The temperature in Detroit was 98 degrees and rising on July 8, 1946, when the Goldberg brothers — Lowell, Norman, Hiram, and Maxwell — walked into Henry Ford’s office and sweet-talked his secretary into telling him that four gentlemen were there with the most exciting innovation in the auto industry since the electric starter.
Ford was curious and invited them into his office. They asked him to come out to the parking lot where their car was parked.
They asked him to get into the car, where the temperature was 120 degrees. Then they turned on the air conditioner and cooled the car off.
Ford was very excited and offered the Goldbergs $3,000,000 for the patent. The brothers replied that they would settle for $2,000,000, but they wanted a label that said “The Goldberg Air Conditioner” on the dashboard of every car in which it was installed.
Now old man Ford was proud of the Ford name, and he didn’t want the Goldbergs’ name on his cars. So they haggled back and forth, until the brothers finally agreed that Ford could use just their first names on the label.
That is why, to this day, the control on every Ford air conditioner says Lo, Norm, Hi, and Max.
A Scotsman named Angus painted houses for a living. Because he was a penny pincher, he often thinned down his paint with water to make it go a wee bit farther. He got away with this until the day he painted the house of Brother McTavish, who was an elder in the Presbyterian church.
Just when Angus had almost finished the job, suddenly there was a loud clap of thunder and rain began pouring down, washing all the watered-down paint from the house. Then a bolt of lightning struck the ladder where Angus was standing and knocked him to the ground.
Angus knew this was a judgment from the Almighty, and he fell to his knees and cried out, “Forgive me, Lord! What should I do?” And from the thunder came a mighty voice saying, “Repaint! Repaint! And thin no more!”
Cartoons for literature lovers from John Atkinson.
Everyone knows about William Tell’s accomplishments as an archer. However, historians have recently learned that in addition to archery, Tell also excelled at bowling, a sport he participated in regularly with his wife and children. Sadly, all the league records have been lost, so we’ll never know for whom the Tells bowled.
This story originally appeared in The New Yorker on July 25, 1994.
How I Met My Wife
by Jack Winter
It had been a rough day, so when I walked into the party I was very chalant, despite my efforts to appear gruntled and consolate.
I was furling my wieldy umbrella for the coat check when I saw her standing alone in a corner. She was a descript person, a woman in a state of total array. Her hair was kempt, her clothing shevelled, and she moved in a gainly way.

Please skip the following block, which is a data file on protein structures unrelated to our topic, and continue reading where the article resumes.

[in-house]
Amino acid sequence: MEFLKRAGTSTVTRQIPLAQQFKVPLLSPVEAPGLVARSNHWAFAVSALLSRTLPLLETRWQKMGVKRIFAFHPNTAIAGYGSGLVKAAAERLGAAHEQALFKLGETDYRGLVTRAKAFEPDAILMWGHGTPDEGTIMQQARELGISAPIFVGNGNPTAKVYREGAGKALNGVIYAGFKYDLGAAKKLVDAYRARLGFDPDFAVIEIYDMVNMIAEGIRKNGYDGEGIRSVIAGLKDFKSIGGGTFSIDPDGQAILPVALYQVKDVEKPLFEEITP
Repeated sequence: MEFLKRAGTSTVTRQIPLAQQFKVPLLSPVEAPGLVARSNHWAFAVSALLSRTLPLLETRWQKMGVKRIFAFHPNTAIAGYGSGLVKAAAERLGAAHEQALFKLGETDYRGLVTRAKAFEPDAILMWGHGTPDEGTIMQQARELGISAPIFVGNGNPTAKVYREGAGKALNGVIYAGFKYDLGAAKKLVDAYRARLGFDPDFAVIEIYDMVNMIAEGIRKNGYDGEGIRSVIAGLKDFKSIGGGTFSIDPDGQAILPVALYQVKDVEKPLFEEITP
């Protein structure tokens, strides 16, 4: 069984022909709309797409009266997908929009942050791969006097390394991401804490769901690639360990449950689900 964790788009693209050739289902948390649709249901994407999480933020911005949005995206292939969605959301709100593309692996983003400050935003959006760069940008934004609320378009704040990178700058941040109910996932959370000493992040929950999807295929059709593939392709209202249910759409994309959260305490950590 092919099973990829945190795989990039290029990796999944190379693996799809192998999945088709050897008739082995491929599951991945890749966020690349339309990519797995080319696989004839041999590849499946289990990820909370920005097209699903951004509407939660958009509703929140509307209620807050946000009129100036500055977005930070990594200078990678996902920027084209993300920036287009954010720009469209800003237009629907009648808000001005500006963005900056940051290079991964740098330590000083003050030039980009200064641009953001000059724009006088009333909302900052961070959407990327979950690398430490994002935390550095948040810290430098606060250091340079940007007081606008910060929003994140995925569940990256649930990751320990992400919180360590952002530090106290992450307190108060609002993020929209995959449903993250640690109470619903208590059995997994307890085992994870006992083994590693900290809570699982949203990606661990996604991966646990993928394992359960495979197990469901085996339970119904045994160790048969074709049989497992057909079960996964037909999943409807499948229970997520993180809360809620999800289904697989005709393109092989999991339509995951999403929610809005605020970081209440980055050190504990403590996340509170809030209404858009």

I wanted desperately to meet her, but I knew I’d have to make bones about it, since I was travelling cognito. Beknowst to me, the hostess, whom I could see both hide and hair of, was very proper, so it would be skin off my nose if anything bad happened. And even though I had only swerving loyalty to her, my manners couldn’t be peccable. Only toward and heard-of behavior would do.
Fortunately, the embarrassment that my maculate appearance might cause was evitable. There were two ways about it, but the chances that someone as flappable as I would be ept enough to become persona grata or a sung hero were slim. I was, after all, something to sneeze at, someone you could easily hold a candle to, someone who usually aroused bridled passion. So I decided not to risk it. But then, all at once, for some apparent reason, she looked in my direction and smiled in a way that I could make head or tails of.
I was plussed. It was concerting to see that she was communicado, and it nerved me that she was interested in a pareil like me, sight seen. Normally, I had a domitable spirit, but, being corrigible, I felt capacitated—as if this were something I was great shakes at—and forgot that I had succeeded in situations like this only a told number of times. So, after a terminable delay, I acted with mitigated gall and made my way through the ruly crowd with strong givings.
Nevertheless, since this was all new hat to me and I had not time to prepare a promptu speech, I was petuous. Wanting to make only called-for remarks, I started talking about the hors d’oeuvres, trying to abuse her of the notion that I was sipid, and perhaps even bunk a few myths about myself.
She responded well, and I was mayed that she considered me a savoury character who was up to some good. She told me who she was. “What a perfect nomer,” I said, advertently. The conversation became more and more choate, and we spoke at length to much avail. But I was defatigable, so I had to leave at a godly hour. I asked if she wanted to come with me. To my delight, she was committal. We left the party together and have been together ever since. I have given her my love, and she has requited it.